3 Things to Know About Cat Health

by Lori Sciame | December 8th, 2016 | Cats, Health

two cats (400x400)I recently took my two 10 year-old cats to the vet for their annual check ups.  Although I can’t refer to the experience as being fun, it certainly was educational.  It seems that no matter how long I’ve owned cats, I always have more to learn about issues surrounding cat health.  This visit, three particular health concerns caught my attention.

1.  A Cat Needs Oral Health Care

The first health concern surrounds cat’s teeth.  Did you know that cats can suffer from dental problems just like humans?  I had no idea – until the vet stated that one of my pets has periodontal disease.  As explained by Cornell University, College of Veterinary Medicine, periodontal disease is common, as it affects an estimated 85 percent of cats over the age of six.

If not treated, this disease can cause layers of plaque to cover the surface of the teeth.  It can also cause swelling of the gums.  Ultimately, if left too long, the only treatment option may be extraction.  As you can surmise, I’ve scheduled my beloved cats for much needed teeth cleanings!

2.  Yeast Infections are No Laughing Matter in Cats

The next health problem in cats that warrants attention sounds harmless enough: yeast infections.  Yet,  these infections, especially in a cat’s ears, can be quite uncomfortable for the animal.

According to petmd.com, cats who dig at their ears and who also shake their heads may have such an infection.  Another symptom is a blackish or yellowish coating on the inside of the ear.  Sad to say, but I had not even noticed this discharge in my own cat.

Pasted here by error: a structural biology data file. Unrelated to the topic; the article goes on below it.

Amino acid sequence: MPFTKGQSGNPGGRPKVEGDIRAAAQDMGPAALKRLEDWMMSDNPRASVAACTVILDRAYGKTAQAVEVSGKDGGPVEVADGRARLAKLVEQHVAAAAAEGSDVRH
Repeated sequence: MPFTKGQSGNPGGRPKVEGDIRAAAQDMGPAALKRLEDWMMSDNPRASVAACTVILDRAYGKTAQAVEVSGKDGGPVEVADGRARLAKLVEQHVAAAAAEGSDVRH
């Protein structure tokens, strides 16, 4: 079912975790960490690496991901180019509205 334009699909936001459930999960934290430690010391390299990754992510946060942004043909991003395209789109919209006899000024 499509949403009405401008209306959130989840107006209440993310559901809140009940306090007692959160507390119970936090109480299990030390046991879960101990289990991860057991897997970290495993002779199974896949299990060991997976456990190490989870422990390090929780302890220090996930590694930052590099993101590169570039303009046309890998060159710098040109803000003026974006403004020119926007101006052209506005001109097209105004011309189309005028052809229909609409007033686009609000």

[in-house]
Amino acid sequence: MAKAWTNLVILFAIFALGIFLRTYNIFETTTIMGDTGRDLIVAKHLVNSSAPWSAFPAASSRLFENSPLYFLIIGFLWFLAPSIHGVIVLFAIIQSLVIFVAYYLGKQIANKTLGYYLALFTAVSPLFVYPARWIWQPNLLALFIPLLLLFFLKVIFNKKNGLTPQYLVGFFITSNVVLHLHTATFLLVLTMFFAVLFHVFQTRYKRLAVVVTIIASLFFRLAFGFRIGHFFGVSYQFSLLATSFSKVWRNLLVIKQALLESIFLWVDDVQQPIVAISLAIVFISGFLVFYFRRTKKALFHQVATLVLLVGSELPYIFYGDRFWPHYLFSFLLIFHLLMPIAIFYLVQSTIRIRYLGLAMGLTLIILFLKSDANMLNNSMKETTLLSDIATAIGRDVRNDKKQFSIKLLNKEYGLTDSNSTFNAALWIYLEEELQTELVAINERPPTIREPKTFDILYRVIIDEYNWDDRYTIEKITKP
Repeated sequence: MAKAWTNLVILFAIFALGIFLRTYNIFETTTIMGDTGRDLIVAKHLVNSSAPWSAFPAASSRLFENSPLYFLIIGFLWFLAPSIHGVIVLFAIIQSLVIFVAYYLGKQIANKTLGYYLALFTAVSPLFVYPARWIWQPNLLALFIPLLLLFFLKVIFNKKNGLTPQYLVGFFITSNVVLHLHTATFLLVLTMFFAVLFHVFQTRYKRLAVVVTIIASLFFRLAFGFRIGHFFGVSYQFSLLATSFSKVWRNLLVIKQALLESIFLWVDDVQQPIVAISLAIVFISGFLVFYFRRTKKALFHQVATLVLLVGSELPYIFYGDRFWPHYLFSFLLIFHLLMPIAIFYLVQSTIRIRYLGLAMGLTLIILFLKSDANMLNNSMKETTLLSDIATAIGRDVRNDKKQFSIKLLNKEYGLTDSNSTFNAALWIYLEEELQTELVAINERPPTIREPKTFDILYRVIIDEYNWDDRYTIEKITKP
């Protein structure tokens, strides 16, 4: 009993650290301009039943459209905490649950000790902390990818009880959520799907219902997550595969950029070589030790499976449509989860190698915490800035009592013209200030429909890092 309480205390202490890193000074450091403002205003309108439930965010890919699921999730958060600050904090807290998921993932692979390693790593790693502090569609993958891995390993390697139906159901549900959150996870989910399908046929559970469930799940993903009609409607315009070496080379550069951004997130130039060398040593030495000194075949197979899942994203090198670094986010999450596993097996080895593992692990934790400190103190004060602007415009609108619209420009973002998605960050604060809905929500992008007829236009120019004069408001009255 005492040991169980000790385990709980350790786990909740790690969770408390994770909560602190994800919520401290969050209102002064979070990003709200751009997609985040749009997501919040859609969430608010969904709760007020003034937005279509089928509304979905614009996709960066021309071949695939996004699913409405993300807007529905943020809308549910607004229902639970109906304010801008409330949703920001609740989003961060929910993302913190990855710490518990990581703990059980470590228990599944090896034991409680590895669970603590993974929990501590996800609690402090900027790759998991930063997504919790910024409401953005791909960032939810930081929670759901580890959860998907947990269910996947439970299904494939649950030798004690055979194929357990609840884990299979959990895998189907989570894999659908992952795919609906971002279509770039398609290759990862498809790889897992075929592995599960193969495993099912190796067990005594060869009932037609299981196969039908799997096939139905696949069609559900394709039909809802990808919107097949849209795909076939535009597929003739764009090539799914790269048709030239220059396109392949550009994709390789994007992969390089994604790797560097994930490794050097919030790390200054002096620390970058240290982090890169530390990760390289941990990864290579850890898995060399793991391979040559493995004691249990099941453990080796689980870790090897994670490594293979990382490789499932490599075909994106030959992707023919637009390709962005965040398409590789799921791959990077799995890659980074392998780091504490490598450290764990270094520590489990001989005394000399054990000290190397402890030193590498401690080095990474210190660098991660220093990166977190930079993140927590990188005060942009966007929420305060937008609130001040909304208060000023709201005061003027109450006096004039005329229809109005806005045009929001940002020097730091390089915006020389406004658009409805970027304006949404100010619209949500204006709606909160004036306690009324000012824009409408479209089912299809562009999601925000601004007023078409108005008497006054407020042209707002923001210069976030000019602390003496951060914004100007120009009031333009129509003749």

Although I feel a bit guilty for not realizing he was ill, I feel happy that my kitty is now on the mend.  The vet says that one squirt of medicine in my cat’s ear daily for a week will be enough to cure him.

3.  Rabies Vaccinations Last Varying Lengths of Time

Finally, I had been aware of rabies and the importance of vaccinations; however, I did not know that some rabies shots last longer than others.  When a cat is first immunized for rabies the shot lasts one year.  Later on, shots can also last one year, but some vaccines last up to three years.

On this visit I decided I need to pay close attention to when my cats’ next shots will be!  The first thing I did when I arrived home was make a note the date on my calendar.

As I stated earlier, I learn something new every time I visit the vet’s office with my two cats.  One reason for this is that there is simply a lot to know about feline health.  Another reason is that treatments and available medicines change over time.  Just like humans, health care for cats continually improves.

My advice to cat owners: listen up at your cat’s next vet appointment.  I guarantee you will learn something new as well.


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